On Saturday, former Vice President Joe Biden staggered into the South Carolina Democrat Primary and walloped the field, winning over 48 percent of the vote. While political watchers thought the race in South Carolina might be close, the endorsement of African American Representative Jim Clyburn was decisive. The Democrat Party electorate in Clyburn’s South Carolina is 60% African American.
In victory, the gaffe prone Biden, who two weeks ago claimed the South African government had arrested him for trying to meet Nelson Mandela, gaffed further. While giving his victory speech, Biden spoke with a fake southern accent, and said that Senate candidate Jamie Harrison would be the next president of the United States. During a speech on Monday, Biden horribly and hilariously mangled a quote from the Constitution: ‘We hold these truths to be self evident, all men and women are created by…go you know, you know, the thing.’ He also declared, ‘Tomorrow is Super Thursday!’
Bernie Sanders came in a distant second in South Carolina, winning 19.9 percent of the vote. Tom Steyer, the other billionaire in the Democrat primary, won just 11 percent of the vote and dropped out of the race. On Sunday, after getting only 8.25 percent of the vote, Pete Buttigieg, the former mayor of South Bend, the 4th largest city in Indiana, dropped out as well. Another casualty of the South Carolina Primary was Minnesota Senator Amy Klobuchar, who received just three percent of the vote. Both Buttigieg and Klobuchar endorsed Biden.
With six southern states voting on Super Tuesday, all rich in African American votes and with the field clearing itself, Biden had reason to hope. So did the Democrat establishment, petrified since the Iowa Caucus that the party would nominate a septuagenarian Vermont socialist. The Clinton machine has declared war on Bernie Sanders. Surrogates like former Virginia governor and Clinton fixer Terry McAuliffe, endorsed Biden. Hillary Clinton, still bitter about her 2016 primary race against Sanders, has spoken out publicly against him. Former Democrat Senate Majority leader Harry Reid has endorsed Biden.
Obama has worked very quietly behind the scenes on Biden’s behalf. In 2008, Obama selected Biden because of perceived foreign policy expertise and later trusted him with managing the withdrawal from Iraq. Biden spent the last debate furiously linking himself to Obama and the administration’s accomplishments. But all through the campaign, Obama has remained silent. He has not endorsed his former vice president and Biden insists he hasn’t asked him to. At this point, an endorsement from Obama would help Biden not just with African Americans but affluent Democrats.
On Super Tuesday, Biden matched his South Carolina performance among African American voters in southern states like Virginia where he won 53 percent of the vote, North Carolina (59 Percent), and Alabama (62 percent). Biden won Texas and even defeated Sanders outright in states the senator was expected to win like Minnesota and Maine. Sanders also badly underperformed his own totals from the 2016 primary, though it should be noted this was a two-person race between himself and Clinton.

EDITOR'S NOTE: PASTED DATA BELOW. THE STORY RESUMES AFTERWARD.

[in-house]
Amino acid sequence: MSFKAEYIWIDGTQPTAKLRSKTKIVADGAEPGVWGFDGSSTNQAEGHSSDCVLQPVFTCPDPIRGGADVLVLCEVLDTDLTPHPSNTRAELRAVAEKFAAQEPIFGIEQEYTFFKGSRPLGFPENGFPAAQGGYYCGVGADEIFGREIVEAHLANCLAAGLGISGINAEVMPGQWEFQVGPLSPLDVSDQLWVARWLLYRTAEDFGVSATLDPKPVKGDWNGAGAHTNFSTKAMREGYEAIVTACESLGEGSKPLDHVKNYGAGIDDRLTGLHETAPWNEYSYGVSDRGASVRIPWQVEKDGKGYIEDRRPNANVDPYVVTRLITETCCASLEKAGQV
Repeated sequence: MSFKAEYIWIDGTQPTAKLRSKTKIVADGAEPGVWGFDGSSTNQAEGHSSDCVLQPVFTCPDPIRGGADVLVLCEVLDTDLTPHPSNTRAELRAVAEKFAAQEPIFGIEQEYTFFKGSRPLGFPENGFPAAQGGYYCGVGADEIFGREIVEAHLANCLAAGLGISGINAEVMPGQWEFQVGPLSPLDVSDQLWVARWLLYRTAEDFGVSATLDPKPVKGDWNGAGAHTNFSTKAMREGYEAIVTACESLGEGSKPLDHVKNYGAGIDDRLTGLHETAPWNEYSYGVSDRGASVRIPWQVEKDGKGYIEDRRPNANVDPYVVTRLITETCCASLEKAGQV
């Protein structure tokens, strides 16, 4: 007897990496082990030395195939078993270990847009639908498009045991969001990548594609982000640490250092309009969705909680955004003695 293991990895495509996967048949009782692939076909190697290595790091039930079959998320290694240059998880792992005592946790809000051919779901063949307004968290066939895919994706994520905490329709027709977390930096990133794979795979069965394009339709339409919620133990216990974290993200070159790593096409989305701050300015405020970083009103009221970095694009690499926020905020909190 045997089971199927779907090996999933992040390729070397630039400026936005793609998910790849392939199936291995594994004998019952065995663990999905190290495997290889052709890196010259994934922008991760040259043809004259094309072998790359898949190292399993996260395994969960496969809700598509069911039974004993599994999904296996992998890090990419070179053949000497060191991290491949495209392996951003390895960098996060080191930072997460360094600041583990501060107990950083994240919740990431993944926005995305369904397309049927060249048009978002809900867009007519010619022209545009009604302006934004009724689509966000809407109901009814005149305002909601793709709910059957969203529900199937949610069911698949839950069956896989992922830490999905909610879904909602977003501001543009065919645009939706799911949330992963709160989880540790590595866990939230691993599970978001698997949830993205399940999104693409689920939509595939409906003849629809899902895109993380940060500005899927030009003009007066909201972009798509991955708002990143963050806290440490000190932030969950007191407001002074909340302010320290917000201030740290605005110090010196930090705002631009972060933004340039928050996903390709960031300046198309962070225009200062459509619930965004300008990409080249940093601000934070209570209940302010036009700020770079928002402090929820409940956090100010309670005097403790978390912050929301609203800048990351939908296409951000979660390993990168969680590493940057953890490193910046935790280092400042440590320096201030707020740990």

Because the Democrat system is not winner take all, Sanders still racked up plenty of delegates. In Texas, Biden won 33.6 percent of the vote and 56 delegates, while Sanders won 30 percent of the vote and 50 delegates. Sanders won four states, including the delegate packed California which brought him back from the brink of a disastrous night. While Biden dominates with African American voters, Sanders does the same with Hispanics. The Hispanic vote delivered California to Sanders, 90 percent of Hispanic voters under 30 voted for him. In Texas, he won 45 percent of the Hispanic vote. Biden and Sanders more or less split the white vote throughout.
Overall, Biden had a great night, a major comeback win for a candidate thought to be on the verge of a humiliating defeat. The only humiliated candidate was Elizabeth Warren, who won third place in her home state of Massachusetts. Sanders supporters on the left of the Democrat Party will now put tremendous pressure on Warren, who has tacked left throughout the race, to dropout. There is no doubt Warren is siphoning progressive voters from Sanders. Warren leaving the race can only help him. She was exceedingly nice to Sanders during the last debate, saving her wrath for the corporatist Bloomberg, and is probably angling for Sander’s vice-presidential nomination. After spending half a billion dollars, Michael Bloomberg won only American Samoa.
The race comes down to Biden vs Sanders. Now, delegate math is all that is important. A candidate needs 1,991 to clinch the nomination. As of this writing, Biden has won 461 delegates to Sanders’ 404. Taking place in a variety of states with varying demographics, the race promises to be a long slog. On Super Tuesday, moderate Democrat voters came home and Biden surged. Can Sanders do the same? Next up Idaho, Michigan, Missouri, Mississippi, North Dakota and Washington State.
The statements, views and opinions expressed in this column are solely those of the author and do not necessarily represent those of The Duran.